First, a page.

Course 12 – Sake, The Basics

Wine, as we all know, is made from grapes.  Wine can also be made from other fruits and berries – strawberries, pears, apricots – pretty much anything that can be fermented to create alcohol from sugar.  Sake, or Japanese Rice Wine, is technically more of a beer than a wine because it is brewed from rice rather than just fermented, but it is appreciated and consumed more like a wine.  The extent of most people’s knowledge of sake is the warm drink served in tiny cups at Sushi Bars and Asian restaurants, but there is much more to know and appreciate in sake.

Our next Wine Down Wednesday on April 28 (tickets on sale here) will take place at beautiful Shiro Restaurant in Novi.  The cuisine at Shiro is Asian and French-oriented, so we thought we would step out of the ordinary a bit and feature Sake and French Wine – a unique combination that will, hopefully, allow you to an opportunity to experience something different.  To prepare you for the experience, we thought we would give you a little primer in sake.

The Japanese have been making sake for centuries and the technique has varied over time, but the basics remain the same.  The fundamental ingredients in sake are rice and water.  Steamed rice and koji (which is rice cultivated with koji mold) are mixed with yeast to make a yeast starter.  More rice and koji are added over a 4 day period then the mash is allowed to sit for 8-32 days.  It is then pressed and filtered.  Filtration is where much of the distinguishing character of various sakes occurs.  After that, it is aged for about 6 months and blended with water just before shipping to bring the alcohol concentration down from 20% to about 16%.  Obviously, there is a much more to it than that, but you can see the process is both similar to and different from the process of making wine.

While the production process differs from wine, the way in which Sake is appreciated is very similar to wine.  Like wine, sakes vary in color, aroma, flavor and finish and the techniques used by sake brewers impact the end result of their efforts tremendously.

Sake can be served warm or cool.  Better sakes are often served cool to cold because heating is often used to mask inferiorities in the product and can make a fruity, complex sake turn dull and lifeless, depending on the flavor profile. Certain aromas and flavors are more apparent when cool or warm, so the flavor components will determine which serving method is best for a particular sake.  Some sakes indicate on the label if they are better served warm or cool, but generally it is personal preference.  Try your sake served at various temperatures to determine which way suits it, and you, best.

When tasting sake, you generally want to observe 7 things about the beverage, keeping in mind that sake is a much subtler beverage than wine, so distinctions will be subtle as well:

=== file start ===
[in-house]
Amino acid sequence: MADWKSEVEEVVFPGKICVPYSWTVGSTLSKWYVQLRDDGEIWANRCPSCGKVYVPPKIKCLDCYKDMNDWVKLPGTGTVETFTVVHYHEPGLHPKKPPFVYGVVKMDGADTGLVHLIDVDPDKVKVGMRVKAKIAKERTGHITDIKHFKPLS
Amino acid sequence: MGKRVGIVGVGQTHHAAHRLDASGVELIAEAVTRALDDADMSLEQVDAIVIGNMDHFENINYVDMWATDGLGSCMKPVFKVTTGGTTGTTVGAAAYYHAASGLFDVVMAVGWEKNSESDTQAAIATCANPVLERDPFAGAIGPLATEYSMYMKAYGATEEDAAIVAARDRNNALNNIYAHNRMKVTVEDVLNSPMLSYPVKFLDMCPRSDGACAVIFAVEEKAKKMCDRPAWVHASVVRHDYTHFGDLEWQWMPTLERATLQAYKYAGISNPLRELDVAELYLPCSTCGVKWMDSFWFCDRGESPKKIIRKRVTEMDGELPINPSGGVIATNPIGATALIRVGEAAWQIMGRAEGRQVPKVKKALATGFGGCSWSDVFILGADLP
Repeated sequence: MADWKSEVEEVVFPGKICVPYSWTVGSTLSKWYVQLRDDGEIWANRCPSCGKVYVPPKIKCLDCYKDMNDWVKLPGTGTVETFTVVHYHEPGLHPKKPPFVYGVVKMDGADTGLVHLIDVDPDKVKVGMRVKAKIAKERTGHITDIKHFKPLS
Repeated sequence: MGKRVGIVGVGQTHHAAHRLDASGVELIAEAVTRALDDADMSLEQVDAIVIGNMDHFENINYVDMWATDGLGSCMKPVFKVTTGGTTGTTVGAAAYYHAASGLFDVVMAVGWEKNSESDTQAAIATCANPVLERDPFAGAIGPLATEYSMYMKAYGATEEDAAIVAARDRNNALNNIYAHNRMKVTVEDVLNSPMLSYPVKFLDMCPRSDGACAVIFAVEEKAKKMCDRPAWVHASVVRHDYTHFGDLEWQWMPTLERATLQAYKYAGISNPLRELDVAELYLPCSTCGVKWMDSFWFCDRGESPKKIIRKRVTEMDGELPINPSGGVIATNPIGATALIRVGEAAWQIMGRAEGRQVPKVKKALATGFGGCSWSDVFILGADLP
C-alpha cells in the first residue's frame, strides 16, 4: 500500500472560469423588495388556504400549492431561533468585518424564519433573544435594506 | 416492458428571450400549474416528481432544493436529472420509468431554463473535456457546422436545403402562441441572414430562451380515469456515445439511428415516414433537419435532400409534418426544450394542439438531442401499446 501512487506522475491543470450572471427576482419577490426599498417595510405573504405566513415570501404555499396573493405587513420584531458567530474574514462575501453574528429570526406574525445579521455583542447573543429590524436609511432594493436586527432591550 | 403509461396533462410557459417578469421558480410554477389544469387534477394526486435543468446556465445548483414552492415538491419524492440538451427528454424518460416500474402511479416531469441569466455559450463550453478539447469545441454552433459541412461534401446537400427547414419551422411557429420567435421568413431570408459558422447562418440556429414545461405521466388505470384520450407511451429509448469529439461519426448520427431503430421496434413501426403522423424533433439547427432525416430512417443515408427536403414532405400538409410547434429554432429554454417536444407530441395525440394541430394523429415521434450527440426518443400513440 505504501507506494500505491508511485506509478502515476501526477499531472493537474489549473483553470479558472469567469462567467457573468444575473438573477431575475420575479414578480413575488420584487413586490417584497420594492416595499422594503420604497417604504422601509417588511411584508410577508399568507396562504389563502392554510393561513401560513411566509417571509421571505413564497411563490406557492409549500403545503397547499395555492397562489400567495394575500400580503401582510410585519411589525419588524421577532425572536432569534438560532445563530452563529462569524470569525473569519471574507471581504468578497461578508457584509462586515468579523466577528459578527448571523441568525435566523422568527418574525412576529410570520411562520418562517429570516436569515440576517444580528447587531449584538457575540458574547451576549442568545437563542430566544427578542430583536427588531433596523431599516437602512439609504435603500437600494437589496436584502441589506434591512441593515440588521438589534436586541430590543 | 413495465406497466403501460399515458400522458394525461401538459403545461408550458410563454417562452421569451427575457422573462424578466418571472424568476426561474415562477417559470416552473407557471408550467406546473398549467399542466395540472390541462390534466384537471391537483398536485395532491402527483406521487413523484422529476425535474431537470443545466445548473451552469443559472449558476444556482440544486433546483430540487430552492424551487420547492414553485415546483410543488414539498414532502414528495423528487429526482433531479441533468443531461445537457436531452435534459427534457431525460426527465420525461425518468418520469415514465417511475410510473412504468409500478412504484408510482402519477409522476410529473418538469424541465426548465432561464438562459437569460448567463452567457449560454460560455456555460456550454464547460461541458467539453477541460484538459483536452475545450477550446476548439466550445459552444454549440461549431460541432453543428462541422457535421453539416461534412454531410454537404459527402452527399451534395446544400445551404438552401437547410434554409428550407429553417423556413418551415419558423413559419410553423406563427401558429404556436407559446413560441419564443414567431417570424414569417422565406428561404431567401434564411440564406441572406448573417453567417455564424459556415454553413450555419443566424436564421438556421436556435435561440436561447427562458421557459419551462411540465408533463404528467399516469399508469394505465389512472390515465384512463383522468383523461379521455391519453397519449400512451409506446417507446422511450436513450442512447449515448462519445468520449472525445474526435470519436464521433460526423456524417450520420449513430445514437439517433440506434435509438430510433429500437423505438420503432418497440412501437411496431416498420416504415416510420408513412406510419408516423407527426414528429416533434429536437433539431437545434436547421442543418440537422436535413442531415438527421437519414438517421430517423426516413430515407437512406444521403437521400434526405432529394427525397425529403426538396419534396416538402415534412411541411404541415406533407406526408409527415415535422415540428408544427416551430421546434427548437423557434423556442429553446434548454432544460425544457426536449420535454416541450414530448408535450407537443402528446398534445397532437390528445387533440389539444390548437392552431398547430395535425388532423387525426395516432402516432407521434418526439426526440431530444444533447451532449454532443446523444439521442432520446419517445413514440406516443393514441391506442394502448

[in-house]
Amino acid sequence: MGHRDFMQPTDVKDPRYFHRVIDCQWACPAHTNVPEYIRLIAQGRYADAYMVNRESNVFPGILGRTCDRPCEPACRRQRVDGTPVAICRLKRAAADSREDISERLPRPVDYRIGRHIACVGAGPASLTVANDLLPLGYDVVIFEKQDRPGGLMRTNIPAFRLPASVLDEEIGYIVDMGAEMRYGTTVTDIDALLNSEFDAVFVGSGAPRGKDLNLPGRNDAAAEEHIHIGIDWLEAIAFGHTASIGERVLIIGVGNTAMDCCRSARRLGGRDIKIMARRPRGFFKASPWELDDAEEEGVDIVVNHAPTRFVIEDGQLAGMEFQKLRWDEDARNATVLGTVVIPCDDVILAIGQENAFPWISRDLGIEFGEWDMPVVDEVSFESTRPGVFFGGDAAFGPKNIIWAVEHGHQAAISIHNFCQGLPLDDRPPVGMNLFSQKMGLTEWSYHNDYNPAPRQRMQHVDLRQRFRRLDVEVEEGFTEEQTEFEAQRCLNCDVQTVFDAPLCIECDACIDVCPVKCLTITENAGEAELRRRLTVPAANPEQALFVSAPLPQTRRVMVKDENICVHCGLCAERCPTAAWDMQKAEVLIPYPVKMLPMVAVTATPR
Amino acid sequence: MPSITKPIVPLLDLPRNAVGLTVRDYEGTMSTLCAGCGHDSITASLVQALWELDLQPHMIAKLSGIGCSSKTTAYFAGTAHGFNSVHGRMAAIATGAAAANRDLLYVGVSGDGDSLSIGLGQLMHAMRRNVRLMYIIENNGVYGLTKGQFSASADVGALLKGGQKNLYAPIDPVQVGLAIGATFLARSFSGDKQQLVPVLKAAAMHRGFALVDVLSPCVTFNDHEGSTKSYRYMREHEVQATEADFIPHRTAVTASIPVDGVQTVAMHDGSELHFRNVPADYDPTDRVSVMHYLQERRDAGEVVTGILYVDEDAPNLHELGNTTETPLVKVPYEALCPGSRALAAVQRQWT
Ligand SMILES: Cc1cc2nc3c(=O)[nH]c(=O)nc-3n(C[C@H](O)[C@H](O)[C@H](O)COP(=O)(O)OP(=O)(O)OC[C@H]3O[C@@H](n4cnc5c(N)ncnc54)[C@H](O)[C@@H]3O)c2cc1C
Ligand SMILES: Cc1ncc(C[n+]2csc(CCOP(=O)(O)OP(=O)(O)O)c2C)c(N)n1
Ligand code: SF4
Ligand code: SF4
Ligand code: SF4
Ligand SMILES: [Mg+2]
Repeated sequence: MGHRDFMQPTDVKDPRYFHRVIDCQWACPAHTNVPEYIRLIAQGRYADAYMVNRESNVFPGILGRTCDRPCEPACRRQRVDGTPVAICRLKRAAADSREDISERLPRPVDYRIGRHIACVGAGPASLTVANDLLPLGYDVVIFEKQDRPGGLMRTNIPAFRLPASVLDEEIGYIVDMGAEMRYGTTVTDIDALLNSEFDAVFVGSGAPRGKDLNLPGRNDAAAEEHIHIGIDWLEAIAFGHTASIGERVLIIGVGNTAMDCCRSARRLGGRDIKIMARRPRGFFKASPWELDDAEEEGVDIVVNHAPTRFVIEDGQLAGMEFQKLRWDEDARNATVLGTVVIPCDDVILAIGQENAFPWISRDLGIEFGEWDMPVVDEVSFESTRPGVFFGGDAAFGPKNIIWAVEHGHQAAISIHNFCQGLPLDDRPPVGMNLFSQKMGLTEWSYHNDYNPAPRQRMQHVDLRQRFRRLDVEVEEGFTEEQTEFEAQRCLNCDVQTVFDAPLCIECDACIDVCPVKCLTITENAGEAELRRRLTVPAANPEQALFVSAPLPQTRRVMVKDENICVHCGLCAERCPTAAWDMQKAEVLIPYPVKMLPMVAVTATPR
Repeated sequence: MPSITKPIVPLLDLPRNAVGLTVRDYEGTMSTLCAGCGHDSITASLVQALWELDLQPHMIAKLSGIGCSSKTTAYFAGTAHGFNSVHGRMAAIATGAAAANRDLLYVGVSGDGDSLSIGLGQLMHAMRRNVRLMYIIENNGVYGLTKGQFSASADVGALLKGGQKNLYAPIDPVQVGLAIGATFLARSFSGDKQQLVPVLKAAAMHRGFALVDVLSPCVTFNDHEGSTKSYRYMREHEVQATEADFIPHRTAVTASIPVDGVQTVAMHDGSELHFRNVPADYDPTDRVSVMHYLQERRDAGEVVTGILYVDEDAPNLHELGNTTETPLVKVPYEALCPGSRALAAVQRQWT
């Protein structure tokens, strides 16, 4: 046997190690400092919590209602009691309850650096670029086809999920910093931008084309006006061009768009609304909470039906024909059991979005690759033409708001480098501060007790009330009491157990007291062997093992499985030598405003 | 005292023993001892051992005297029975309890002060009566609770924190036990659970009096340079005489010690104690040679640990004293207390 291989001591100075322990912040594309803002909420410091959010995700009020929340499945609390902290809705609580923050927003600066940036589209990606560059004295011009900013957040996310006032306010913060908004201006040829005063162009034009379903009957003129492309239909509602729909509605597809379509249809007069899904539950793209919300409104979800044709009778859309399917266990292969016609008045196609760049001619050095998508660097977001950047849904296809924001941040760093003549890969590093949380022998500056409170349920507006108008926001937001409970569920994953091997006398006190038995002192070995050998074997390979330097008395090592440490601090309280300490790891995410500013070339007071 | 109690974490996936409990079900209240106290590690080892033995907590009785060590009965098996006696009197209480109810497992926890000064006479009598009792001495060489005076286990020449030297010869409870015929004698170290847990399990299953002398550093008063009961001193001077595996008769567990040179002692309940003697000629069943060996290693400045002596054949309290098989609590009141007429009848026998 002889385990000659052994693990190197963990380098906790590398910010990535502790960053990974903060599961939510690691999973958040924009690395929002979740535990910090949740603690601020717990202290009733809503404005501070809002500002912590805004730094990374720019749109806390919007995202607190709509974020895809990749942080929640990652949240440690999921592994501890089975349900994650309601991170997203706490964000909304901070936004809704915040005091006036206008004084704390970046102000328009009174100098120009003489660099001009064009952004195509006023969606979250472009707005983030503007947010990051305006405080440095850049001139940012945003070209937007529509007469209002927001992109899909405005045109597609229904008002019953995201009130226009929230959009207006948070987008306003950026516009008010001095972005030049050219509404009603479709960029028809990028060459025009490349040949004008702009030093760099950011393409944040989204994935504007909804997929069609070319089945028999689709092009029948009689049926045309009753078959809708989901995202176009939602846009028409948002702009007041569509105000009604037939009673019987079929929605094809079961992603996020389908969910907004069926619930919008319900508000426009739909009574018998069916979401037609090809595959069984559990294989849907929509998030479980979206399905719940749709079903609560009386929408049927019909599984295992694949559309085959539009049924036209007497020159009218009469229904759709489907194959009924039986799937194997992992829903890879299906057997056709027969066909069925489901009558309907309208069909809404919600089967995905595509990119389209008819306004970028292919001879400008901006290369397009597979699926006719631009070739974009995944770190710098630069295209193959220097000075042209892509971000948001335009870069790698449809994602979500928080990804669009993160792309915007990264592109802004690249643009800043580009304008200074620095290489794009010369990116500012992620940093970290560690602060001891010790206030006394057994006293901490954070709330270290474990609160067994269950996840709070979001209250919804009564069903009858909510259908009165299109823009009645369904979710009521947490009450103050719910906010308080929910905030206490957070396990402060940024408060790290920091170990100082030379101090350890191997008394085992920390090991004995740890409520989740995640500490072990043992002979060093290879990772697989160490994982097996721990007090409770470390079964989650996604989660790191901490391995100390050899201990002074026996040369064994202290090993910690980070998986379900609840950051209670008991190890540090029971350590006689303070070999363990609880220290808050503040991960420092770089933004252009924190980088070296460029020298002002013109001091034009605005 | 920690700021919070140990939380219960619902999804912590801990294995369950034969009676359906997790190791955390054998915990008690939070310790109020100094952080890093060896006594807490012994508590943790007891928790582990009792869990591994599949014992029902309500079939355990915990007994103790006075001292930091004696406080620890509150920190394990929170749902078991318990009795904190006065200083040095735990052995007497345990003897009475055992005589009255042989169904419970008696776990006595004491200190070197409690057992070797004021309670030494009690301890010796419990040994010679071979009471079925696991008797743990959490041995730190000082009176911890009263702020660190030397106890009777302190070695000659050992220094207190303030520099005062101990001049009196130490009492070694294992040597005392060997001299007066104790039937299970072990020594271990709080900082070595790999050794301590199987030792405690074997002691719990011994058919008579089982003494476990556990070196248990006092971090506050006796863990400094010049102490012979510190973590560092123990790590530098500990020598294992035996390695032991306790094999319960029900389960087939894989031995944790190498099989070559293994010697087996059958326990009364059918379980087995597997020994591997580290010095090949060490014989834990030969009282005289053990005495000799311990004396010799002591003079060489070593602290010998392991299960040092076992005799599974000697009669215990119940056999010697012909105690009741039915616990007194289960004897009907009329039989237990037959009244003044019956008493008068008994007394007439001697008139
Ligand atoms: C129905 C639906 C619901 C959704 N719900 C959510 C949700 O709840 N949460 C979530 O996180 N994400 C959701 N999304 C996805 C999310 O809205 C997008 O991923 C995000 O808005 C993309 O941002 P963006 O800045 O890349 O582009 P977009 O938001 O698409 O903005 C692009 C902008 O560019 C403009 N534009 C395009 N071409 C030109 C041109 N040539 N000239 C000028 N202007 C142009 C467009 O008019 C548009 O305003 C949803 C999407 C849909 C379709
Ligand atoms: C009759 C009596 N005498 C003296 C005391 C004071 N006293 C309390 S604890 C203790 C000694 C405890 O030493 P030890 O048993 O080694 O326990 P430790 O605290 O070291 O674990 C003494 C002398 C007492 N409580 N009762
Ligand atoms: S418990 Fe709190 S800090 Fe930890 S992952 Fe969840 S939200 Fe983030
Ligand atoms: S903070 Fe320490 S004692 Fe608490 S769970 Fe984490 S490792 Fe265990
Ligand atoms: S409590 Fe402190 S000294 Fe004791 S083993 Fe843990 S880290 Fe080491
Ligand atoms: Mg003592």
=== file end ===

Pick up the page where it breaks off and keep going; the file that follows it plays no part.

• Fragrance (none to fragrant): Some sake has a very prominent fragrance.  This fragrance can be floral, fruity or grainy.  Others have no fragrance at all.  Neither is considered better than the other, but rather a reflection of the region, water, rice and cuisine.  Whatever the fragrance, you can assume it is what the toji (head brewer) wanted to achieve.
  • Impact (quiet to explosive): This is your initial impression on tasting the sake.  Some sake is soft and gentle, others are highly acidic or sweet and wake your  senses immediately.
  • Sweet/Dry: Like wine, sakes can vary in their sweetness level.  Keep in mind this component will vary with the serving temperature of the sake.
  • Acidity (soft to puckering): This generally makes its presence known at the beginning and the end.  More acidic sake generally works better with oiler foods like tempura.
  • Presence (unassuming to full): This is similar to the “body” element in tasting wine.  Sake is generally a very light beverage compared to even the lightest wines, but it still has a distinct presence or mouthfeel to it.
  • Earthiness (delicate to dank): Aged sake often has a more earthy, dank flavor to it.
  • Tail (quickly finishing to pervasive): Like the finish on a wine, the finish of a sake can be short or long.

And those are the basics… Now it’s time to taste!

Tidbits to Amaze and Delight your Friends and Family
The history of sake brewing is extensive and varied.  One step along the development process was the brewing of kuchi-kame sake.  The brewing process was simple, if rather disgusting.  Rice was chewed up (most desirably by virgins) and spit into large vats.  Enzymes from the women’s saliva and natural yeast combined to create alcohol.  There are no records as to the taste of this concoction, but I’m betting today’s choices are much more appealing.

« Return to course list

2016-10-30T12:38:11+00:00

Leave A Comment